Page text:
In accordance with Articles 1 and 2 of the Protocol No 22 on the Position of Denmark annexed to the Treaty on European Union and to the TFEU, Denmark is not taking part in the adoption of this Regulation and is not bound by it or subject to its application. Given that this Regulation builds upon the Schengen acquis, Denmark shall, in accordance with Article 4 of that Protocol, decide within a period of six months after the Council has decided on this Regulation whether it will implement it in its national law.

(24)

This Regulation constitutes a development of the provisions of the Schengen acquis in which the United Kingdom does not take part, in accordance with Council Decision 2000/365/EC (7); the United Kingdom is therefore not taking part in the adoption of this Regulation and is not bound by it or subject to its application.

(25)

This Regulation constitutes a development of the provisions of the Schengen acquis in which Ireland does not take part, in accordance with Council Decision 2002/192/EC (8); Ireland is therefore not taking part in the adoption of this Regulation and is not bound by it or subject to its application.

(26)

As regards Iceland and Norway, this Regulation constitutes a development of the provisions of the Schengen acquis within the meaning of the Agreement concluded by the Council of the European Union and the Republic of Iceland and the Kingdom of Norway concerning the latters' association with the implementation, application and development of the Schengen acquis (9) which fall within the area referred to in Article 1, point B of Council Decision 1999/437/EC (10).

(27)

As regards Switzerland, this Regulation constitutes a development of the provisions of the Schengen acquis within the meaning of the Agreement between the European Union, the European Community and the Swiss Confederation on the Swiss Confederation's association with the implementation, application and development of the Schengen acquis (11) which fall within the area referred to in Article 1, point B, of Decision 1999/437/EC read in conjunction with Article 3 of Council Decision 2008/146/EC (12).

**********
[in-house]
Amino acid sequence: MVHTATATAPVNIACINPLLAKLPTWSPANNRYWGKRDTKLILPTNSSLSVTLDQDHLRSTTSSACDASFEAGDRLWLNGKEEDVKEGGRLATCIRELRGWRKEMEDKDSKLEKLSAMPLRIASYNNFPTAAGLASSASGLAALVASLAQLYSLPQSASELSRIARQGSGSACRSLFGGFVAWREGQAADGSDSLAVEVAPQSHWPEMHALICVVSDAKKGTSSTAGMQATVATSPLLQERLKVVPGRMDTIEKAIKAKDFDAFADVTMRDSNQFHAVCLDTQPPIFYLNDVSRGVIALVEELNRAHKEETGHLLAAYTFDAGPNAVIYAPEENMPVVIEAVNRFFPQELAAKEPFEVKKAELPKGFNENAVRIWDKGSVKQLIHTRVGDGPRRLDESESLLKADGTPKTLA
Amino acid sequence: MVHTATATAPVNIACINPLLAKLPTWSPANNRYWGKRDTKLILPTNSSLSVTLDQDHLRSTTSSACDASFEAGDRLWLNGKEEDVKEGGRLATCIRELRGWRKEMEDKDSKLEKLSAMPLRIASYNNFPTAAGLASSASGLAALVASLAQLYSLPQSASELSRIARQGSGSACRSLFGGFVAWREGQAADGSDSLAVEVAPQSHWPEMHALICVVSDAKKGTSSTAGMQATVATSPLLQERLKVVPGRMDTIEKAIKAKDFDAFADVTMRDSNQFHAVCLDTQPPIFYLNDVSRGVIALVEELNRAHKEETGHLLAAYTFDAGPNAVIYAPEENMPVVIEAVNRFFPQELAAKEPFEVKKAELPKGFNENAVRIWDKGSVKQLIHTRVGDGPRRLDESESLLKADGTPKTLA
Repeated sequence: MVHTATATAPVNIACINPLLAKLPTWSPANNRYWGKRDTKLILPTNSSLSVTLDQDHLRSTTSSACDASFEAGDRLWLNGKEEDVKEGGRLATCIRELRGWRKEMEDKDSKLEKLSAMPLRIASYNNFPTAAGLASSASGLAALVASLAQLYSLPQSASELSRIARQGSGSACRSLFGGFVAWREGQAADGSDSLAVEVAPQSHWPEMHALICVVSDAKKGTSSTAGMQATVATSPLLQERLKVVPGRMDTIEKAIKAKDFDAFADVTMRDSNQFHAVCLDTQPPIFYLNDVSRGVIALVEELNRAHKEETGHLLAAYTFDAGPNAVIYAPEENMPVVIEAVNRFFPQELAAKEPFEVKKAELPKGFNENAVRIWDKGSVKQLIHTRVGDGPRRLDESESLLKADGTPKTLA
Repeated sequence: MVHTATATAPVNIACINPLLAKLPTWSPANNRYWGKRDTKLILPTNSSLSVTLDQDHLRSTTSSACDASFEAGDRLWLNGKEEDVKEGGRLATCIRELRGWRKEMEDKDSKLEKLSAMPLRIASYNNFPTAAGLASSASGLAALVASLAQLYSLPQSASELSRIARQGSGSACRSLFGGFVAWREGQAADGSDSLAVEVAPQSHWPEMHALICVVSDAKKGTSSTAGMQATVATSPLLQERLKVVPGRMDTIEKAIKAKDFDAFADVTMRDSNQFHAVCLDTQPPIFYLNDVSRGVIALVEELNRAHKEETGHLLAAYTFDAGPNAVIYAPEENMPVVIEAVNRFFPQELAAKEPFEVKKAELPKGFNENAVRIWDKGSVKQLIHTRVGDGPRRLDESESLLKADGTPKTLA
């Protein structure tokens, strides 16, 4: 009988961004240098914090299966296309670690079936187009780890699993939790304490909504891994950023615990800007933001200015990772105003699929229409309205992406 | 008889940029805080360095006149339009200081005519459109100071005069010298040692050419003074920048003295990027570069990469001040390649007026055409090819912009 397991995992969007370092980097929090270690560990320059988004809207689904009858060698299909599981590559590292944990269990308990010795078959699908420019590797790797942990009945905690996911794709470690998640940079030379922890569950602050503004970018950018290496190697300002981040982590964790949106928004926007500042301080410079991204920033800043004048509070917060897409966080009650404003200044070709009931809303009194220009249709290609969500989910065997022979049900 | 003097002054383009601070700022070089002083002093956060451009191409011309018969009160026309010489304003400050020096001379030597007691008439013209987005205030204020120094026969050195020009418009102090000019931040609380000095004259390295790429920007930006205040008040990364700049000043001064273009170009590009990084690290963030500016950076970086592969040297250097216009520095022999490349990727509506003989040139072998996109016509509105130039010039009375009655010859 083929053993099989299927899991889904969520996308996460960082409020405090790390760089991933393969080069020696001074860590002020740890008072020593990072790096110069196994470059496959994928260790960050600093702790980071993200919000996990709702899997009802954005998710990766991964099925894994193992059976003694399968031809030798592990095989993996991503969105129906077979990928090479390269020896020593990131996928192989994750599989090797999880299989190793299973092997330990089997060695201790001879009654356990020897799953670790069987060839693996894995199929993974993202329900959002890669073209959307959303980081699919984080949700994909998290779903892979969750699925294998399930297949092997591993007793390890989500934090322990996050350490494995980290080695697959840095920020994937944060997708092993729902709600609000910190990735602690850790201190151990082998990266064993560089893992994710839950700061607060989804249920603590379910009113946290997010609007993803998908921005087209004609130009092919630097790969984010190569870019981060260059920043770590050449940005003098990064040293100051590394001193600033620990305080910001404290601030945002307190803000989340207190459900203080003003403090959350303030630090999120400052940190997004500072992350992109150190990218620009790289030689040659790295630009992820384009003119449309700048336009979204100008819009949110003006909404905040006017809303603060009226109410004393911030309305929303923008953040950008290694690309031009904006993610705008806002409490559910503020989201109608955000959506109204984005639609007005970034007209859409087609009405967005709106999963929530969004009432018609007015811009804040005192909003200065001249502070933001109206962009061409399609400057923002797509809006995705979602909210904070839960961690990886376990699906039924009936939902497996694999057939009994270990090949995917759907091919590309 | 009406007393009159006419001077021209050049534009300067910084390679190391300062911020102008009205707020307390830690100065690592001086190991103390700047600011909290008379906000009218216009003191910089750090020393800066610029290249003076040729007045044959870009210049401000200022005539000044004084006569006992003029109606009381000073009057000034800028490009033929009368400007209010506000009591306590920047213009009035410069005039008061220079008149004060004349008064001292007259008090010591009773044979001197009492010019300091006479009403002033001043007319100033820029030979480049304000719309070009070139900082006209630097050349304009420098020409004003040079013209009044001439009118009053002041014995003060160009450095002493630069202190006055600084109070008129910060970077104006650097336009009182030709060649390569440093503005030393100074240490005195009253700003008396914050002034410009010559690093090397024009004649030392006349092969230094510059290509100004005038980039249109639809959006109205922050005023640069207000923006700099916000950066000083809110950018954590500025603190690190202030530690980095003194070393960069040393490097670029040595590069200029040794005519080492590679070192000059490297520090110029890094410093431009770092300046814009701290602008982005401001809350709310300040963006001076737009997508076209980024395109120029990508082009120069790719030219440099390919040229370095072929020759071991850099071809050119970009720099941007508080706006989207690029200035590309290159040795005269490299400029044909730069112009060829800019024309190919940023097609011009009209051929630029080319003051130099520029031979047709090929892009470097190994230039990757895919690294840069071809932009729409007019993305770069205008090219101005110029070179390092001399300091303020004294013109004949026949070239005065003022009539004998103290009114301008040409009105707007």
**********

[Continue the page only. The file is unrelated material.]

(28)

As regards Liechtenstein, this Regulation constitutes a development of the provisions of the Schengen acquis within the meaning of the Protocol between the European Union, the European Community, the Swiss Confederation and the Principality of Liechtenstein on the accession of the Principality of Liechtenstein to the Agreement between the European Union, the European Community and the Swiss Confederation on the Swiss Confederation's association with the implementation, application and development of the Schengen acquis (13) which fall within the area referred to in Article 1, point B, of Decision 1999/437/EC read in conjunction with Article 3 of Council Decision 2011/350/EU (14).

(29)

As regards Cyprus, this Regulation constitutes an act building upon, or otherwise relating to, the Schengen acquis, within the meaning of Article 3(2) of the 2003 Act of Accession.

(30)

As regards Bulgaria and Romania, this Regulation constitutes an act building upon, or otherwise relating to, the Schengen acquis within the meaning of Article 4(2) of the 2005 Act of Accession.

(31)

As regards Croatia, this Regulation constitutes an act building upon, or otherwise relating to, the Schengen acquis within the meaning of Article 4(2) of the 2011 Act of Accession.

(32)

Regulation (EC) No 810/2009 should therefore be amended accordingly,

HAVE ADOPTED THIS REGULATION:

Regulation (EC) No 810/2009 is amended as follows:

1.   By 2 August 2022, the Commission shall produce an evaluation of the application of Regulation (EC) No 810/2009, as amended by this Regulation. This overall evaluation shall include an examination of the results achieved against objectives and of the implementation of the provisions of Regulation (EC) No 810/2009, as amended by this Regulation.

2.   The Commission shall transmit the evaluation referred to in paragraph 1 to the European Parliament and the Council. On the basis of the evaluation, the Commission shall submit, where necessary, appropriate proposals.